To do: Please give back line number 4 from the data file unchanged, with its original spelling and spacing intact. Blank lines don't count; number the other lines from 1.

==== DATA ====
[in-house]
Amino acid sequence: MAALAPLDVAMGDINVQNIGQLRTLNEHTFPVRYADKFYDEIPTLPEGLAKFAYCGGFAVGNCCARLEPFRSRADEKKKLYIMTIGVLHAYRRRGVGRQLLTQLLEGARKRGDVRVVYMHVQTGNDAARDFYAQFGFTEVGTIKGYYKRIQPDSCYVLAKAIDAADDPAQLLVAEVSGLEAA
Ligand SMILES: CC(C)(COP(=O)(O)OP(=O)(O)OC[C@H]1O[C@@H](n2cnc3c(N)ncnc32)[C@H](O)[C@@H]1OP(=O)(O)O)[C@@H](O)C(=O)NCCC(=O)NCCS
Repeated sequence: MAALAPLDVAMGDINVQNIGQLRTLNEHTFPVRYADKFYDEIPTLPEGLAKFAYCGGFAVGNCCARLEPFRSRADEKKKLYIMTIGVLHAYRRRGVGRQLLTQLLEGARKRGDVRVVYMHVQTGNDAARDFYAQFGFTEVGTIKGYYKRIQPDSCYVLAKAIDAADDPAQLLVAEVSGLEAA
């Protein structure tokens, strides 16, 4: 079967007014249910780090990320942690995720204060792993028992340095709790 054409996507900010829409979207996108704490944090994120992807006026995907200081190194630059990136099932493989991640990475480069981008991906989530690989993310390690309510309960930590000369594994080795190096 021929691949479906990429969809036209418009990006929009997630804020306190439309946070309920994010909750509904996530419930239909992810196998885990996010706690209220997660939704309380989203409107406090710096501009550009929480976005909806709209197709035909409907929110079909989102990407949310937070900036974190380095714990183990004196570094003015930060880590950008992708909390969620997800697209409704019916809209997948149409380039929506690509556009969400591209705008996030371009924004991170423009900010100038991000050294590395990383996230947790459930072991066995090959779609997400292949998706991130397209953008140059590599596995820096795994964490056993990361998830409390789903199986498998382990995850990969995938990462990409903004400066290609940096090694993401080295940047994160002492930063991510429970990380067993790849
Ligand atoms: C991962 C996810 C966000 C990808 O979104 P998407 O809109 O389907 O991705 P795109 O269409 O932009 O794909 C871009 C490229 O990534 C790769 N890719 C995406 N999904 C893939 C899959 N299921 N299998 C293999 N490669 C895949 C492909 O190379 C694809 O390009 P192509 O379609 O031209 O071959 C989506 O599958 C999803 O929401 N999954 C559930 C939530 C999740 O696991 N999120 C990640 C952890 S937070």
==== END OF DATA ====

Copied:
Repeated sequence: MAALAPLDVAMGDINVQNIGQLRTLNEHTFPVRYADKFYDEIPTLPEGLAKFAYCGGFAVGNCCARLEPFRSRADEKKKLYIMTIGVLHAYRRRGVGRQLLTQLLEGARKRGDVRVVYMHVQTGNDAARDFYAQFGFTEVGTIKGYYKRIQPDSCYVLAKAIDAADDPAQLLVAEVSGLEAA